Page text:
If I successfully reach my goal on this date, then I’ll be happy. The traditional wisdom that I will be happy after I am successful, isn’t really wisdom at all. Happiness comes first.
In his insightful book, The Happiness Advantage, Shawn Achor clearly articulates the researched findings that “Happiness fuels success, not the other way around.” Achor notes that 75% of the capacity to predict the success level of a future employee lies directly in the following criteria: an optimism that your behavior matters, a positive social support system, and whether the person views a challenge as a stress or an impetus to improve.
Recently, I set a total distance goal over a specific period of time that I would work to achieve in a daily exercise routine. This was a stretch goal, one that I would have to work very consistently on for several months to attain. I was able to reach the distance goal even earlier than I had planned. But, the ending was really quite anticlimactic. I immediately found myself wanting to set the next goal. What had really made me the happiest was consistently reaching increments of progress along the way.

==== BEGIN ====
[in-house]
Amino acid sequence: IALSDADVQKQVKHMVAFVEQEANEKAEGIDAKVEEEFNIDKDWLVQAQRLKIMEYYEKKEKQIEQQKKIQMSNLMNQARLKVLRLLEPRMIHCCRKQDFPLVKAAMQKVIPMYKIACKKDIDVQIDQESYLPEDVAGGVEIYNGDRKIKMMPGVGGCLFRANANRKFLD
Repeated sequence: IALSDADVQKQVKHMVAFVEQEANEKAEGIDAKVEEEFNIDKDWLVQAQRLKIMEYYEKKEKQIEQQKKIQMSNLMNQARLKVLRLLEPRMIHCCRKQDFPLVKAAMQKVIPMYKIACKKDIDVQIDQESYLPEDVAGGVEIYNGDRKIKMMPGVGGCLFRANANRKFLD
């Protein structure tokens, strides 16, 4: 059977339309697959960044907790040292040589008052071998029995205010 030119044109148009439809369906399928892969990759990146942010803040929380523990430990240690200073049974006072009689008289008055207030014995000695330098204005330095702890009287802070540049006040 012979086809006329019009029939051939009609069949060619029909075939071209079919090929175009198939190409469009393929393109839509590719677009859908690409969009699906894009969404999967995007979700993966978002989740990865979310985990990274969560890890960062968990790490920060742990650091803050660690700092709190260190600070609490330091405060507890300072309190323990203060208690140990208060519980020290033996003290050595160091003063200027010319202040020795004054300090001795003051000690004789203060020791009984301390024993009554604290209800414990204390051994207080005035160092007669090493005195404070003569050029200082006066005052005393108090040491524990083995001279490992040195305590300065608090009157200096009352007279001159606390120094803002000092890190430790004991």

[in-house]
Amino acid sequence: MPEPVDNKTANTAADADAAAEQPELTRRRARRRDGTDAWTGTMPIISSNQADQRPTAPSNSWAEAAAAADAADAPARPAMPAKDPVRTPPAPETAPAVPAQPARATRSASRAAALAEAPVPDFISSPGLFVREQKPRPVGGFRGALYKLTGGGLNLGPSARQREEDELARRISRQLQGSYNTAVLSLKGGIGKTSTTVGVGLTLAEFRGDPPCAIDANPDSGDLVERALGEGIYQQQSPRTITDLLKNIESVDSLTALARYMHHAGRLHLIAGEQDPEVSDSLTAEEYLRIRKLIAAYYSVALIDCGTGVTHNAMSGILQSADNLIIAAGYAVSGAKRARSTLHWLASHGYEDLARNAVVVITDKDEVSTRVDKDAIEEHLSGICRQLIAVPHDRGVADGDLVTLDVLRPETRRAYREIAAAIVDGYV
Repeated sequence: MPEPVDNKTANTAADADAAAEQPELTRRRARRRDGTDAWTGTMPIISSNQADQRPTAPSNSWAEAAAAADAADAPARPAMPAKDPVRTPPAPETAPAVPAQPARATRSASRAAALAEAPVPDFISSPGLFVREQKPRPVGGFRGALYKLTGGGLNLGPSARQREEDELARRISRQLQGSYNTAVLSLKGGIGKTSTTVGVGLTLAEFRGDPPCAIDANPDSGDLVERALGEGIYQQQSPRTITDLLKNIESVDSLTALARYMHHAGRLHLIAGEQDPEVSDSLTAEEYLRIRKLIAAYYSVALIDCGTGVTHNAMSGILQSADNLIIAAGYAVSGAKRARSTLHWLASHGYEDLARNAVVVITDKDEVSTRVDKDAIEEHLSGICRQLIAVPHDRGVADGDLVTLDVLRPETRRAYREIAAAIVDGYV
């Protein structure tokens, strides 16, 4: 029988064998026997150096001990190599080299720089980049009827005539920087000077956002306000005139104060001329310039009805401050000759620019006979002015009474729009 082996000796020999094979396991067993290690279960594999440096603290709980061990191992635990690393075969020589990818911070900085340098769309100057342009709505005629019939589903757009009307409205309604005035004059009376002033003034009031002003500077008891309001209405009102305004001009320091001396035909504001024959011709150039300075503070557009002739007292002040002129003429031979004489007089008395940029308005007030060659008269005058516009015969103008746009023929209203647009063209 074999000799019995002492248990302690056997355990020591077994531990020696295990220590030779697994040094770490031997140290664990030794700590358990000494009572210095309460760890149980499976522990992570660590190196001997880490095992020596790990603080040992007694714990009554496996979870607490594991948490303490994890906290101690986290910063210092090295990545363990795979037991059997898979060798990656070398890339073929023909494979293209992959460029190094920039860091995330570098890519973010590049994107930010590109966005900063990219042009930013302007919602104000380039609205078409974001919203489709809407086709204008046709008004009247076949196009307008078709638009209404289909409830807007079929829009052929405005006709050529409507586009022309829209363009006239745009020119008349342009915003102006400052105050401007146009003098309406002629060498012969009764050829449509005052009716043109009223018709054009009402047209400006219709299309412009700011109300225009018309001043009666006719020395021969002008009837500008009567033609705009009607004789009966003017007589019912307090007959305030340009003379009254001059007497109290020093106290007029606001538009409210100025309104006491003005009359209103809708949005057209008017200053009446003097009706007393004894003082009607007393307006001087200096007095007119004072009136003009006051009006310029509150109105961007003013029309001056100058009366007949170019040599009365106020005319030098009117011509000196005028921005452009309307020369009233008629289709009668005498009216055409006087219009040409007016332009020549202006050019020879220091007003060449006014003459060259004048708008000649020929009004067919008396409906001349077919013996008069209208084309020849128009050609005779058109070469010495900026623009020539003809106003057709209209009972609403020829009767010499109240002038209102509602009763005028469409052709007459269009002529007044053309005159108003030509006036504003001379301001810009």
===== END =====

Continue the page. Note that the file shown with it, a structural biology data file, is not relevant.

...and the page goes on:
I realized then what Achor references the moment that the odometer on the equipment moved past the goal. Getting there on a daily basis with a sense of optimism, daily fulfillment in moving closer to the goal and then sharing the progress with a supportive group of people along the way was really what made me happy. I wanted a set a next goal to stay happy.
The referenced happiness advantage lesson to learn from Achor and apply yourself is this: “Happiness precedes important outcomes and indicators of thriving. The wealth of data has found that happiness causes success and achievement, not the opposite.”